The characteristics of the inbound and outbound traffic tend to differ significantly in a digital data system. For example, in a system which provides wireless Internet services, a typical inbound transmission from a remote unit is relatively short, such as a request for a web page. However, a typical outbound data transfer to a remote unit tends to be rather large. For example, in response to a request for a web page, the system may transfer a significant amount of data. Because the characteristics of the inbound and outbound channel are very different, system efficiency may be increased by developing two distinct protocols for the inbound and outbound links.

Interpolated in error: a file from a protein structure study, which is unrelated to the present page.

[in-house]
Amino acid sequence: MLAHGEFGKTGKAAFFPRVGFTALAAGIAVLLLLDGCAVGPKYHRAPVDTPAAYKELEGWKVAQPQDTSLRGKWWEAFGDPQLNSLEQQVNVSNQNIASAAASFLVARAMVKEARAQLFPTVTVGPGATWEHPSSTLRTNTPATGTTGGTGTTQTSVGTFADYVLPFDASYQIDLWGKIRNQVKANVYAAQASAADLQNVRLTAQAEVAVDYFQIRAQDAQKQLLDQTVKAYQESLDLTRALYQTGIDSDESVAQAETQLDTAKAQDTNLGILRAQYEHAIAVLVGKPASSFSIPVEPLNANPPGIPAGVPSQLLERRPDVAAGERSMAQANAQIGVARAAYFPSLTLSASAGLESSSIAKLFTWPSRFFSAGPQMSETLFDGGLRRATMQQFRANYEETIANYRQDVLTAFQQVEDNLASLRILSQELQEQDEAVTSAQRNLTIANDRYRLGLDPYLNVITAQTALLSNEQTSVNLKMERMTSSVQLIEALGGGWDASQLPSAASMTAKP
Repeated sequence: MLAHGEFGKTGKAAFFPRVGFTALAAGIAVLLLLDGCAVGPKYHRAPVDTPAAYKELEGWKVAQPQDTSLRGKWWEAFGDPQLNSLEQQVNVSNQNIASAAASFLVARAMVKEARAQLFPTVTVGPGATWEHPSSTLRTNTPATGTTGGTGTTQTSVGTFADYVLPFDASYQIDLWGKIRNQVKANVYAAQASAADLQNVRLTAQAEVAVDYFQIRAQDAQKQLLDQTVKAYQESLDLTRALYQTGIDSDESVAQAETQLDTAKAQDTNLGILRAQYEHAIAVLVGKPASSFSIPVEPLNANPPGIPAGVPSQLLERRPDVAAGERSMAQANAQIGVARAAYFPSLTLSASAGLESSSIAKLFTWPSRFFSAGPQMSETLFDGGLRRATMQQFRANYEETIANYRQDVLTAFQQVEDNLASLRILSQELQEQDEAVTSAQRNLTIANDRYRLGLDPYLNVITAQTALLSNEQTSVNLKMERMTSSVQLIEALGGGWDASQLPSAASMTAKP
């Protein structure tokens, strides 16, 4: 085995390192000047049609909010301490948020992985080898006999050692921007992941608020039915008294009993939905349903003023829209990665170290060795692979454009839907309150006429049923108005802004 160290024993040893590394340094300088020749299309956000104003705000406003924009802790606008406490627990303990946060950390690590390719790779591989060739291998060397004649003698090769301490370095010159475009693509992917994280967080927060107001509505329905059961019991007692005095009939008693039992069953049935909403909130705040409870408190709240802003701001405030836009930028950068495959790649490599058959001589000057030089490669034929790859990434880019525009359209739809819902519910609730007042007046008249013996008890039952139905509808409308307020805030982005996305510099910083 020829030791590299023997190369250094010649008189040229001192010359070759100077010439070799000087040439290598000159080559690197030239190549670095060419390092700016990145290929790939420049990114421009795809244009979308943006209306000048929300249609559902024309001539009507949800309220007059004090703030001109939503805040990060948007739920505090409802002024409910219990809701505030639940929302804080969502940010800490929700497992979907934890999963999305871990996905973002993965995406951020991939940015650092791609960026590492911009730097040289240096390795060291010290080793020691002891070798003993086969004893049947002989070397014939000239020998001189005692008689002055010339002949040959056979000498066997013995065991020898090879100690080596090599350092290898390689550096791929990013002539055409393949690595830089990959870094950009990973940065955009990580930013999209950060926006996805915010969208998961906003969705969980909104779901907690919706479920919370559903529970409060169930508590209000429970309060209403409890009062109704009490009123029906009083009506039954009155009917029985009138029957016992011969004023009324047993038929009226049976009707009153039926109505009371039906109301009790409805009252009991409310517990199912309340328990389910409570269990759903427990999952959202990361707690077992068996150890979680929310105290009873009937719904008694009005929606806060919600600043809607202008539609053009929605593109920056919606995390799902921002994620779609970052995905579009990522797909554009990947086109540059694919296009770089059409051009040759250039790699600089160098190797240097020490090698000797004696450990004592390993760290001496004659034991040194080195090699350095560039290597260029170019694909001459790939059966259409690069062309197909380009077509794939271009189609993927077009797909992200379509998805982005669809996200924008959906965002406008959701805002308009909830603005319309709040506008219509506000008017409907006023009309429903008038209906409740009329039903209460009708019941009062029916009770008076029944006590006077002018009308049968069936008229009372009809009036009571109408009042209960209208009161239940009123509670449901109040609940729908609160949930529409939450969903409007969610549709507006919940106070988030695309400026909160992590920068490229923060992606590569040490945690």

A random access ALOHA protocol was developed for use in the inbound link from a remote unit in a digital data system. The basic idea behind ALOHA is quite simple: the remote units transmit whenever they have data to send. If the remote units are using a communication resource which can only be accessed by one remote unit at a time, the information from each remote unit is destroyed if two units transmit at the same time causing a collision. In a system where the remote unit can monitor the random access channel, the remote unit may listen to the channel in order to determine whether its transmission is the victim of a collision. In a system in which the remote unit does not or cannot monitor the random access channel, the remote unit may detect a collision based upon the absence of an acknowledgment received from a hub station in response to a transmission. According to standard ALOHA operation, whenever a collision occurs, the remote unit waits a random amount of time and retransmits the data. The waiting time must be random or the colliding remote units generate collisions in lockstep over and over again.